08.29.21 More Of An Eye Opener
Sometimes a 17 mile proofing run can be a primer for an upcoming marathon or it can be an eye opener that you just may not have put in the work. As I sit here writing, a few hours after finishing, I have to say that I don’t feel all that bad. So why the negative thoughts, and the realization that this will not be my year? The plan was to run from Iron Creek Lake outside of Spearfish SD back to my house close to city park. The run would take me down beautiful gravel roads at the start, to the Iron Creek Drainage Trail and ultimately onto the Spearfish Canyon Scenic Byway. I camped with family and friends at the lake last night and set out as the day warmed.
As typical, I was sluggish right from the outset and questioned the wisdom of this undertaking for the first 3-4 miles. But once I entered the top of the drainage trail the happiness of the day was set, due mostly by the familiarity of that trail and it’s amazing beauty. I entered the canyon in my fifth mile and felt the same way I would on any given run. I had decent pace for my eventual modest goal of a sub-4hr race.
Starting somewhere around the 10 mile mark I started to get a bit of discomfort in my left knee and ankle. My glutes were getting a little tight from the downhill so I adjusted my stride slightly. Shortening the length and picking up the tempo seemed to help as it adjusted my strike zone and I kept moving on.
I was buoyed by the horn taps and shouts from a few vehicles of friends on their way up the canyon for their own adventure on this late summer Sunday. I had eaten well before leaving, had my favorite fig bars and a bottle of Endurelite’s Sustain Elite to keep me fueled. As this was mostly downhill, my heart remained in it’s tempo sweet spot under 130 BPM. I wasn’t comfortable but all was manageable and I was feeling good about attempting The Sundance To Spearfish Marathon in a couple weeks. A 26 mile race, of course, with 3,000 feet of decent.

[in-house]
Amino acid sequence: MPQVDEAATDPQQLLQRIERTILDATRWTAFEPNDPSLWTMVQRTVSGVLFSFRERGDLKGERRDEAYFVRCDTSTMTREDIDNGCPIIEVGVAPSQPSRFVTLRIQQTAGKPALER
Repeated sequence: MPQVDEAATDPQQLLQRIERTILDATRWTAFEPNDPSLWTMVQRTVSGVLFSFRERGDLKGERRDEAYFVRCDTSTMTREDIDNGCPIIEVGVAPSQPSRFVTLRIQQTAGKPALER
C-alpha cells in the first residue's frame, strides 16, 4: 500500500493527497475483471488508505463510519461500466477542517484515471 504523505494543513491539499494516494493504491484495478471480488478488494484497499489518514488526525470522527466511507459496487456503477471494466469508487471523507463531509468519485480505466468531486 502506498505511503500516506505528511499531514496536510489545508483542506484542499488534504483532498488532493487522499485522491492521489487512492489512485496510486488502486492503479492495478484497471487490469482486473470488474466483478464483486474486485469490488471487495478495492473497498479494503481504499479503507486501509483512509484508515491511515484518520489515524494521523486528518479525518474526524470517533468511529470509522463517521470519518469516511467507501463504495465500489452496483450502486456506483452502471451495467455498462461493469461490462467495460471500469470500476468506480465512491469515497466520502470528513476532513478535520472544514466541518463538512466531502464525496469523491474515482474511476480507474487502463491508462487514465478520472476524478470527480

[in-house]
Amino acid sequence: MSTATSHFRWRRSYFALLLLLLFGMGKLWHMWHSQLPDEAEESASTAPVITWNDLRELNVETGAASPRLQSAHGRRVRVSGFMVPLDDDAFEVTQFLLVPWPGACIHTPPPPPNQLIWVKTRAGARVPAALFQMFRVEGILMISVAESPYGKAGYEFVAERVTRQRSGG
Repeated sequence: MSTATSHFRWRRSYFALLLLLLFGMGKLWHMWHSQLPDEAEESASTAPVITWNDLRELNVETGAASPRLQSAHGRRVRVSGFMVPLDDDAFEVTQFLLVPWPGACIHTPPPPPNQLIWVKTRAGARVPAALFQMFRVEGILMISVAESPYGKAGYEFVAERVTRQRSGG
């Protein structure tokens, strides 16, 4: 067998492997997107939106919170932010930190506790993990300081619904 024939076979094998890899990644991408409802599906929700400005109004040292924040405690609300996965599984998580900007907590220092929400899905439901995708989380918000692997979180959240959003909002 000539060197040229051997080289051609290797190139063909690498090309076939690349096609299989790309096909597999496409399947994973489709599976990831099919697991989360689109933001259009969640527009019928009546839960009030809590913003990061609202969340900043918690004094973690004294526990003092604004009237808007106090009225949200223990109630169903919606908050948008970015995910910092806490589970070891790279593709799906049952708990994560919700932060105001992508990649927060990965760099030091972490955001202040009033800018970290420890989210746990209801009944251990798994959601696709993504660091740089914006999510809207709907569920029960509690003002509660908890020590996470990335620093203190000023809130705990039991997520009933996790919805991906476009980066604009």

But I also knew that I was still inside my distance comfort-zone. That the real test would come after the 13 mile mark. So let’s jump right to it. Starting around mile 14 that pain in my glutes included both hip joints. It was getting bad. Adjusting stride length, varying speed, posture, nothing was working. Coming into mile 15 the pain was getting bad. My stride was becoming tight and constricted. My shadow looked like a labored old man. I realized then that any marathon was out of the question. Now it was simply about getting my ass home.
Before mile 16 and the Spearfish City Rec Path I put the brakes on and walked for a hundred yards or so. I have a high threshold for pain, and it’s gotten me into trouble in some endurance events so I know pain from critical injury. This just hurt like hell. It was not a ‘damaging’ pain of the kind where you should just stop for fear of long term issues. Simply put, I was hurting and my body was giving me a good old fashioned “fuck you”. Fearing stopping I pushed on and alternated running with walking for the final 1-1/2 miles. By now my stride had to look as pained as I felt.
I got to the house feeling grateful to be home. Proud that while I didn’t end with the positive result I had hoped for I had just run 17 miles. But disappointed in myself, that I didn’t focus on running if this was what I wanted to do this year. Not to mention, pondering whether I was ever really serious about it.
In past years when constrained for time, I’ve ‘trained’ for endurance bike races with shorter, more frequent outings. Forgoing the long, all day on the bike, rides I would take on more frequent shorter distances at a more aggressive tempo. This year time and desire kept me to those shorter rides and runs but without the aggressive tempo. I found myself more happy to get out and feel good. Although I did put training in quotes earlier because that is really what my training is. I just like to be outside and do stuff. Enjoying that at my age I’m not fast by any means but I can hold my own alright.
I know many who take training and running seriously will look at this as a fool’s outing. One that was destined for failure from the onset. And that may be true. But I’ve always said that it’s all about getting outside, enjoying where you get to call home and pushing yourself a bit. I could join the masses of fool-hearty of fifty-plus in the belief that now, free of kids, they will train hard and be the athlete they always knew was inside them. That somehow age doesn’t matter and in some ways they may be right. But to your body and the clock at the finish, age does matter.
And lastly, yesterday was my 7 year old son’s birthday. So I still have that responsibility, and I wouldn’t change that for all the race PRs and non-existent podiums in the world. So now it’s off to another lake near Spearfish for Nate and I to do a little fishing.